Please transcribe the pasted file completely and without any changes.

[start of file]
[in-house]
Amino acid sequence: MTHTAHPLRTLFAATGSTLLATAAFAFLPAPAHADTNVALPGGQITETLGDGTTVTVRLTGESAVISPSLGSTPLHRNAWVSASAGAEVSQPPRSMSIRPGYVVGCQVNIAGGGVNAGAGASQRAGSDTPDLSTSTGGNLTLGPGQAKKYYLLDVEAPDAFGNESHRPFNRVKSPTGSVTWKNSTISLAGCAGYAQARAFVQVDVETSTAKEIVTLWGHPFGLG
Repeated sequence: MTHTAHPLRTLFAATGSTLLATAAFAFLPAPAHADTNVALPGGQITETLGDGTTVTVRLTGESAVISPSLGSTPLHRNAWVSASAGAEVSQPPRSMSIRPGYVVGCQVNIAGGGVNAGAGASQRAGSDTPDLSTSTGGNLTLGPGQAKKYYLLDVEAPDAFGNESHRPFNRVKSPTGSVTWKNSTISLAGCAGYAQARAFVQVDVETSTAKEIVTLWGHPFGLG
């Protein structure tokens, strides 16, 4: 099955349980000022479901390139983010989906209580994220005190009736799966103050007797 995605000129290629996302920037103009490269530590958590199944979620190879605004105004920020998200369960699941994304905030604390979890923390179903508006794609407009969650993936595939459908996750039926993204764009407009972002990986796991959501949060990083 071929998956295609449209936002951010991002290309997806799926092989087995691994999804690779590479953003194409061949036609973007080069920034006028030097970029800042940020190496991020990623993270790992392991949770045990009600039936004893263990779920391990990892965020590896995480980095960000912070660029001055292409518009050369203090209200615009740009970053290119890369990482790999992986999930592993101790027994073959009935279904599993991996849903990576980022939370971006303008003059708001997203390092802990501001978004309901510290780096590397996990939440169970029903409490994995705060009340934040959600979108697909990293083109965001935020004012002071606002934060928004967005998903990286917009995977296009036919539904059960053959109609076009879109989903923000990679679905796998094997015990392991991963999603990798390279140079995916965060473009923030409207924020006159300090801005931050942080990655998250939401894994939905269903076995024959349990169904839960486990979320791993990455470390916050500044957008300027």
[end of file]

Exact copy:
[in-house]
Amino acid sequence: MTHTAHPLRTLFAATGSTLLATAAFAFLPAPAHADTNVALPGGQITETLGDGTTVTVRLTGESAVISPSLGSTPLHRNAWVSASAGAEVSQPPRSMSIRPGYVVGCQVNIAGGGVNAGAGASQRAGSDTPDLSTSTGGNLTLGPGQAKKYYLLDVEAPDAFGNESHRPFNRVKSPTGSVTWKNSTISLAGCAGYAQARAFVQVDVETSTAKEIVTLWGHPFGLG
Repeated sequence: MTHTAHPLRTLFAATGSTLLATAAFAFLPAPAHADTNVALPGGQITETLGDGTTVTVRLTGESAVISPSLGSTPLHRNAWVSASAGAEVSQPPRSMSIRPGYVVGCQVNIAGGGVNAGAGASQRAGSDTPDLSTSTGGNLTLGPGQAKKYYLLDVEAPDAFGNESHRPFNRVKSPTGSVTWKNSTISLAGCAGYAQARAFVQVDVETSTAKEIVTLWGHPFGLG
């Protein structure tokens, strides 16, 4: 099955349980000022479901390139983010989906209580994220005190009736799966103050007797 995605000129290629996302920037103009490269530590958590199944979620190879605004105004920020998200369960699941994304905030604390979890923390179903508006794609407009969650993936595939459908996750039926993204764009407009972002990986796991959501949060990083 071929998956295609449209936002951010991002290309997806799926092989087995691994999804690779590479953003194409061949036609973007080069920034006028030097970029800042940020190496991020990623993270790992392991949770045990009600039936004893263990779920391990990892965020590896995480980095960000912070660029001055292409518009050369203090209200615009740009970053290119890369990482790999992986999930592993101790027994073959009935279904599993991996849903990576980022939370971006303008003059708001997203390092802990501001978004309901510290780096590397996990939440169970029903409490994995705060009340934040959600979108697909990293083109965001935020004012002071606002934060928004967005998903990286917009995977296009036919539904059960053959109609076009879109989903923000990679679905796998094997015990392991991963999603990798390279140079995916965060473009923030409207924020006159300090801005931050942080990655998250939401894994939905269903076995024959349990169904839960486990979320791993990455470390916050500044957008300027």